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Altar Boyz
a Musical Comedy
CATEGORY : COMEDY MUSICAL
by Kevin Del Agulia (book), Michael Patrick Walker and Gay Adler (songs)

COMPANY : Marietta Theatre Company [WEBSITE]
VENUE : Theatre In The Square:Alley Stage [WEBSITE]
ID# 5528

SHOWING : June 07, 2019 - June 22, 2019

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PRODUCTION DESCRIPTION

Full of sharp parody, sinfully spectacular dancing, and irreverent humor, this spoof about a heavenly guy-group is adored by audiences and critics alike. With an extraordinary mix of side-splitting songs convincing enough to be played on MTV, uncontrollable laughs and lighthearted fun, this award-winning and totally original new musical is 90 minutes of pure delight that’s suitable for all ages and will have the whole family laughing and singing along.

Hailed as “high-octane entertainment” (Talkin’ Broadway), "Altar Boyz" tells the holy inspiring story of 5 small-town boys – Matthew, Mark, Luke, Juan and Abraham – trying to save the world one screaming fan at a time. Their pious pop act, including lyrics like “Girl You Make Me Wanna Wait” and “Jesus Called Me On My Cell Phone,” worked wonders on the Ohio bingo-hall-and-pancake-breakfast circuit. But when fate brings them to New York, will the boyz take a bite out of the forbidden apple? With angelic voices, sinfully spectacular dancing and a touching story, "Altar Boyz" is destined to rock the masses of all denominations!


CAST & CREW LIST
Director Jeff Cooper
Click to Submit Cast & Crew Info for this production
REVIEWS

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Rock Camp
by playgoer
Saturday, June 29, 2019
3.0
Imagine the cast of "Forever Plaid" finding religion and wanting to do a gender-reversed production of "Nunsense," but finding that they don’t have the rights, but DO have the set for "Godspell." That pretty much gives you the flavor of Marietta Theatre Company’s "Altar Boyz." There’s plenty of religion, plenty of choral harmonies, and plenty of generally lame humor.

Choreographer Zac Phelps seems finally to have realized that he can’t do a good job of choreographing in the alley black box space with audience on multiple sides of the room. The solution is a set that features an angled chain link fence between the entrance to the black box space and the graffitied back brick wall, leaving audience just on two sides. That allows the choreography to be angled toward the corner of the room between the two halves of the audience. It’s basically choreography for a proscenium stage, but it works to give the entire audience good sightlines of the dance moves.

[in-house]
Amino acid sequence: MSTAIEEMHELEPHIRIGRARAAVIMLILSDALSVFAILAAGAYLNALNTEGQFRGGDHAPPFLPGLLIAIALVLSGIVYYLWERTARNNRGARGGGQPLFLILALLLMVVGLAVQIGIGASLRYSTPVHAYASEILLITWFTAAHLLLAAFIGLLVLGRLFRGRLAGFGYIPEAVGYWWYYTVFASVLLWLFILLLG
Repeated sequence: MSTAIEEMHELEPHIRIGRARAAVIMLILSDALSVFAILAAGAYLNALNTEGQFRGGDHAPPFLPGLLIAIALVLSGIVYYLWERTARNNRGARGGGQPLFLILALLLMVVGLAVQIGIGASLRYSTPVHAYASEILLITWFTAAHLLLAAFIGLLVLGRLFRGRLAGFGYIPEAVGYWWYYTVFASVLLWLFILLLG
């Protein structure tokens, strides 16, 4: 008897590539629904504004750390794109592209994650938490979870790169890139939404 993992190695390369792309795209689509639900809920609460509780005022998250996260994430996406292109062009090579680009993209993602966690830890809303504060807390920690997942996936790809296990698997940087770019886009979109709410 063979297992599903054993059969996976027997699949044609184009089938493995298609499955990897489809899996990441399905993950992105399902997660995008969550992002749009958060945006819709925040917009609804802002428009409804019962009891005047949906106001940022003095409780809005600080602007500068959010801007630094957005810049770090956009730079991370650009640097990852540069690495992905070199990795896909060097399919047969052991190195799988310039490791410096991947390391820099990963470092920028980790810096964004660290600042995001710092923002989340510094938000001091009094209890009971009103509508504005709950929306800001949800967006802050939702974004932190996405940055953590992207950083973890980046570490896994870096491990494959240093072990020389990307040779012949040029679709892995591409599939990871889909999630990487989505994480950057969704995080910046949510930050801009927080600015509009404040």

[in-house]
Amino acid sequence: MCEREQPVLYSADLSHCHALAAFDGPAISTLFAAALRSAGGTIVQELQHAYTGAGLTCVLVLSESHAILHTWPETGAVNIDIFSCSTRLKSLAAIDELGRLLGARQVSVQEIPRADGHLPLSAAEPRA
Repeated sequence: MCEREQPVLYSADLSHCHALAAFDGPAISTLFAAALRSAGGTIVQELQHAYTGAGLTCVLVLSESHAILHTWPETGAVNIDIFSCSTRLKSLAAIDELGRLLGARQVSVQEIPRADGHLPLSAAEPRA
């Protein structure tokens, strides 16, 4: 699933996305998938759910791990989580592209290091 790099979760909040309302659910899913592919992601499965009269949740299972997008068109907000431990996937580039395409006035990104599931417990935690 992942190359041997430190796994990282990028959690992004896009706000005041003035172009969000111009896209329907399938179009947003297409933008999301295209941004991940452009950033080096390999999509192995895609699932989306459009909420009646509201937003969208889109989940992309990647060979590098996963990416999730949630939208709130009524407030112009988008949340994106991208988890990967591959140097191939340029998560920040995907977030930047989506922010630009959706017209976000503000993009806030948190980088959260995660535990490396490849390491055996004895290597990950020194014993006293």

And, boy, is there a lot of dancing! The five members of the cast seem almost continually to be in motion. This is a very active show, and the movement makes for a visually exciting show. Add in Brad Rudy’s lighting design, which includes LED lights on and behind the chain link fence, an illuminated "Altar Boyz" sign, and a countdown LED, and you have a viscerally stunning show. With tons of lighting cues, there’s very little that goes wrong. True, there’s a small dim spot down front during general illumination and lack of a special effect when each portion of the Altar Boyz’ origin story ends, but the complicated lighting scheme goes off without a hitch.

John Michael d’Haviland fronts an excellent four-piece band that sits in the area behind the chain link fence. As music director, he has gotten the cast to produce an overall fine sound, but the constant activity of the show has a toll on the voices, with the penultimate number, "Number 918," sounding very ragged. Gamble’s sound design has its issues too, with the microphone levels inconsistent among the cast members. I could hear every word Nicholas Anthony spoke or said, but I missed most of the lyrics sung by David Wells and Jared D. Howard. Landon Ebuna’s Hispanic accent, while working very well, can add to the difficulty of distinguishing words.

The cast is well-balanced in terms of dance skills, but the performances are a bit of a mixed bag. Mr. Anthony is wonderful as closeted gay Mark, reacting beautifully to each moment in the show. Sully Brown is bright and energetic as Matthew, but has low volume on his low notes. David Wells has a resting face that seems to have a bored expression, and his acting as Luke can seem a bit stilted, making him appear a bit out of his depth (although he is the flashiest dancer of the bunch). Landon Ebuna is full of energy and pizzazz as Juan, making a terrific impression throughout. Jared B. Howard is more understated as the black, Jewish Abraham (particularly in his sweet vocals), but his performance acts as a nice counterweight to the Catholic boys’ frequent frenzy.

Jeff Cooper has directed a show that is more flash than substance. The songs have their clever moments, but are generally unmemorable. The title number is particularly weak and repetitive. The plot, such as it is, is paper-thin. The success of the production depends on the talent and energy of the cast members. Marietta Theatre Company has assembled a group that fulfills the needs of the script, but they don’t transcend the material. The show is sheer, mindless entertainment with a sometimes uncomfortably religious aspect. [POST A COMMENT REGARDING THIS REVIEW]


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